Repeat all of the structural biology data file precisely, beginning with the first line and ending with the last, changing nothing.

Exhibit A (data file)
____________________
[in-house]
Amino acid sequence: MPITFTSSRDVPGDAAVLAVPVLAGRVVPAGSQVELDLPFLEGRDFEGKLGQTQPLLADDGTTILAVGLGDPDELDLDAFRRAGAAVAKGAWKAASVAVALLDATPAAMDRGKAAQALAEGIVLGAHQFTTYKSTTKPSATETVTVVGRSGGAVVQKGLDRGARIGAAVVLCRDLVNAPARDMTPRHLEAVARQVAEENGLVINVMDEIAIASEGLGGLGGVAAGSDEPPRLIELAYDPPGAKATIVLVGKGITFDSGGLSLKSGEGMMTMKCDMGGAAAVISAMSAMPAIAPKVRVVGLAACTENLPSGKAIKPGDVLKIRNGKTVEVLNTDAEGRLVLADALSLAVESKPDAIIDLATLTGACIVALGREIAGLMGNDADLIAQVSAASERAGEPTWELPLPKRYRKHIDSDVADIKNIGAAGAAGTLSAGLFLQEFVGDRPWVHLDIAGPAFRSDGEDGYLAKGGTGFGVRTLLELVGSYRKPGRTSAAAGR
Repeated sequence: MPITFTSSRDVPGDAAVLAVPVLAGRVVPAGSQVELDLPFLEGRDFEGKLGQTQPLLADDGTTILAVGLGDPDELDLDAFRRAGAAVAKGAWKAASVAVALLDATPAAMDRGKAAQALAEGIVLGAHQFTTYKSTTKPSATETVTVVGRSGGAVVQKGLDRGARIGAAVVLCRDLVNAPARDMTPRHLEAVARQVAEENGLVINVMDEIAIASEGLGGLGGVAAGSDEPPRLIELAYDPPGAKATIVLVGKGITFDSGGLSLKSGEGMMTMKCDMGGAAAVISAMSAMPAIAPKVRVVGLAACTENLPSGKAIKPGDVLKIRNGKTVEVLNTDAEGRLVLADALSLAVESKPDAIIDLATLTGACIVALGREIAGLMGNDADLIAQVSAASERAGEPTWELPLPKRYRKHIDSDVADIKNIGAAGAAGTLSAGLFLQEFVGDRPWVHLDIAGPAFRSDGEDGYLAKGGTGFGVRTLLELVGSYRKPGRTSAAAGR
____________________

[in-house]
Amino acid sequence: MPITFTSSRDVPGDAAVLAVPVLAGRVVPAGSQVELDLPFLEGRDFEGKLGQTQPLLADDGTTILAVGLGDPDELDLDAFRRAGAAVAKGAWKAASVAVALLDATPAAMDRGKAAQALAEGIVLGAHQFTTYKSTTKPSATETVTVVGRSGGAVVQKGLDRGARIGAAVVLCRDLVNAPARDMTPRHLEAVARQVAEENGLVINVMDEIAIASEGLGGLGGVAAGSDEPPRLIELAYDPPGAKATIVLVGKGITFDSGGLSLKSGEGMMTMKCDMGGAAAVISAMSAMPAIAPKVRVVGLAACTENLPSGKAIKPGDVLKIRNGKTVEVLNTDAEGRLVLADALSLAVESKPDAIIDLATLTGACIVALGREIAGLMGNDADLIAQVSAASERAGEPTWELPLPKRYRKHIDSDVADIKNIGAAGAAGTLSAGLFLQEFVGDRPWVHLDIAGPAFRSDGEDGYLAKGGTGFGVRTLLELVGSYRKPGRTSAAAGR
Repeated sequence: MPITFTSSRDVPGDAAVLAVPVLAGRVVPAGSQVELDLPFLEGRDFEGKLGQTQPLLADDGTTILAVGLGDPDELDLDAFRRAGAAVAKGAWKAASVAVALLDATPAAMDRGKAAQALAEGIVLGAHQFTTYKSTTKPSATETVTVVGRSGGAVVQKGLDRGARIGAAVVLCRDLVNAPARDMTPRHLEAVARQVAEENGLVINVMDEIAIASEGLGGLGGVAAGSDEPPRLIELAYDPPGAKATIVLVGKGITFDSGGLSLKSGEGMMTMKCDMGGAAAVISAMSAMPAIAPKVRVVGLAACTENLPSGKAIKPGDVLKIRNGKTVEVLNTDAEGRLVLADALSLAVESKPDAIIDLATLTGACIVALGREIAGLMGNDADLIAQVSAASERAGEPTWELPLPKRYRKHIDSDVADIKNIGAAGAAGTLSAGLFLQEFVGDRPWVHLDIAGPAFRSDGEDGYLAKGGTGFGVRTLLELVGSYRKPGRTSAAAGR